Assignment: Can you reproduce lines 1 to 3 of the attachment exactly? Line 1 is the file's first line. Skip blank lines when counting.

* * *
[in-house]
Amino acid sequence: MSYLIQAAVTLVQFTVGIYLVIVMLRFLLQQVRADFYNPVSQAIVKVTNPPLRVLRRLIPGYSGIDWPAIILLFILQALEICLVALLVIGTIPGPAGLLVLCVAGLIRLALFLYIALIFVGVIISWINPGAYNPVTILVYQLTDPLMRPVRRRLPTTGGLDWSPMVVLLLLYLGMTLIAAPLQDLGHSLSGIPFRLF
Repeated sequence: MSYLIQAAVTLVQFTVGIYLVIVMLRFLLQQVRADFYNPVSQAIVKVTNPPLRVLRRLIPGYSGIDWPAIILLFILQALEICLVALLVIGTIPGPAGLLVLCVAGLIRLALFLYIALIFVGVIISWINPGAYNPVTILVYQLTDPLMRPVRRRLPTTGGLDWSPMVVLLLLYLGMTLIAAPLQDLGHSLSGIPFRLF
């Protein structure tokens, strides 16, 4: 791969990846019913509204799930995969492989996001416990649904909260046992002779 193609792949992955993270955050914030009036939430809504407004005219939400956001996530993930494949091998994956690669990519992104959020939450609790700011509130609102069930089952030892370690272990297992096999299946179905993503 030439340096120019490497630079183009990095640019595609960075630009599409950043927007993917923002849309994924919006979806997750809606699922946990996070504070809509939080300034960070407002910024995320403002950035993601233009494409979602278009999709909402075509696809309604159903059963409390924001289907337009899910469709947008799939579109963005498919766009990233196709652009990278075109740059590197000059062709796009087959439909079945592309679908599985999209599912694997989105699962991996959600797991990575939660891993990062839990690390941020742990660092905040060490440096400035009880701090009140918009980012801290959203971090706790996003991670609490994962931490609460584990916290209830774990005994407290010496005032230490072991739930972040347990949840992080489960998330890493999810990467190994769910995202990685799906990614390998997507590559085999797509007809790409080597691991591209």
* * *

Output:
[in-house]
Amino acid sequence: MSYLIQAAVTLVQFTVGIYLVIVMLRFLLQQVRADFYNPVSQAIVKVTNPPLRVLRRLIPGYSGIDWPAIILLFILQALEICLVALLVIGTIPGPAGLLVLCVAGLIRLALFLYIALIFVGVIISWINPGAYNPVTILVYQLTDPLMRPVRRRLPTTGGLDWSPMVVLLLLYLGMTLIAAPLQDLGHSLSGIPFRLF
Repeated sequence: MSYLIQAAVTLVQFTVGIYLVIVMLRFLLQQVRADFYNPVSQAIVKVTNPPLRVLRRLIPGYSGIDWPAIILLFILQALEICLVALLVIGTIPGPAGLLVLCVAGLIRLALFLYIALIFVGVIISWINPGAYNPVTILVYQLTDPLMRPVRRRLPTTGGLDWSPMVVLLLLYLGMTLIAAPLQDLGHSLSGIPFRLF